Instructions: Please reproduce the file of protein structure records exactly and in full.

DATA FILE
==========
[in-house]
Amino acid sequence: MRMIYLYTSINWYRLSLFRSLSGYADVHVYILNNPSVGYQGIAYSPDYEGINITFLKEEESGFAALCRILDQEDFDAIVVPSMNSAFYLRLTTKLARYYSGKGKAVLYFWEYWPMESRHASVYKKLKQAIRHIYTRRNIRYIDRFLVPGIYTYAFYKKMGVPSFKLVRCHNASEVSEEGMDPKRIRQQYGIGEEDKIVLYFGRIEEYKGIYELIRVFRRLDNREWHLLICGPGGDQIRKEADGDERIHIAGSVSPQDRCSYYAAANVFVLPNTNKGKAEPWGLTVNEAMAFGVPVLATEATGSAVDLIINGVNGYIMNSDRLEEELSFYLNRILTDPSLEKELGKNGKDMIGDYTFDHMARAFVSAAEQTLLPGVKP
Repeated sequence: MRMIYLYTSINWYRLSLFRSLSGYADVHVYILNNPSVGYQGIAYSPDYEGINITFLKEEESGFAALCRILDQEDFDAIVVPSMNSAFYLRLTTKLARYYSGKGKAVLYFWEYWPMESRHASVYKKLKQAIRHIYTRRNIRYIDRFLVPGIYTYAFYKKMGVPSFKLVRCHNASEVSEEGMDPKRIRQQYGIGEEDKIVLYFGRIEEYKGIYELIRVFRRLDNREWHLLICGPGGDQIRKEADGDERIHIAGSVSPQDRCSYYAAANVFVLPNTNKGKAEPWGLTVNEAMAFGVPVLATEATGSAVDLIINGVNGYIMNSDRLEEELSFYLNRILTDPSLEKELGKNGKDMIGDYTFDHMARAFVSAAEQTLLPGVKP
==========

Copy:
[in-house]
Amino acid sequence: MRMIYLYTSINWYRLSLFRSLSGYADVHVYILNNPSVGYQGIAYSPDYEGINITFLKEEESGFAALCRILDQEDFDAIVVPSMNSAFYLRLTTKLARYYSGKGKAVLYFWEYWPMESRHASVYKKLKQAIRHIYTRRNIRYIDRFLVPGIYTYAFYKKMGVPSFKLVRCHNASEVSEEGMDPKRIRQQYGIGEEDKIVLYFGRIEEYKGIYELIRVFRRLDNREWHLLICGPGGDQIRKEADGDERIHIAGSVSPQDRCSYYAAANVFVLPNTNKGKAEPWGLTVNEAMAFGVPVLATEATGSAVDLIINGVNGYIMNSDRLEEELSFYLNRILTDPSLEKELGKNGKDMIGDYTFDHMARAFVSAAEQTLLPGVKP
Repeated sequence: MRMIYLYTSINWYRLSLFRSLSGYADVHVYILNNPSVGYQGIAYSPDYEGINITFLKEEESGFAALCRILDQEDFDAIVVPSMNSAFYLRLTTKLARYYSGKGKAVLYFWEYWPMESRHASVYKKLKQAIRHIYTRRNIRYIDRFLVPGIYTYAFYKKMGVPSFKLVRCHNASEVSEEGMDPKRIRQQYGIGEEDKIVLYFGRIEEYKGIYELIRVFRRLDNREWHLLICGPGGDQIRKEADGDERIHIAGSVSPQDRCSYYAAANVFVLPNTNKGKAEPWGLTVNEAMAFGVPVLATEATGSAVDLIINGVNGYIMNSDRLEEELSFYLNRILTDPSLEKELGKNGKDMIGDYTFDHMARAFVSAAEQTLLPGVKP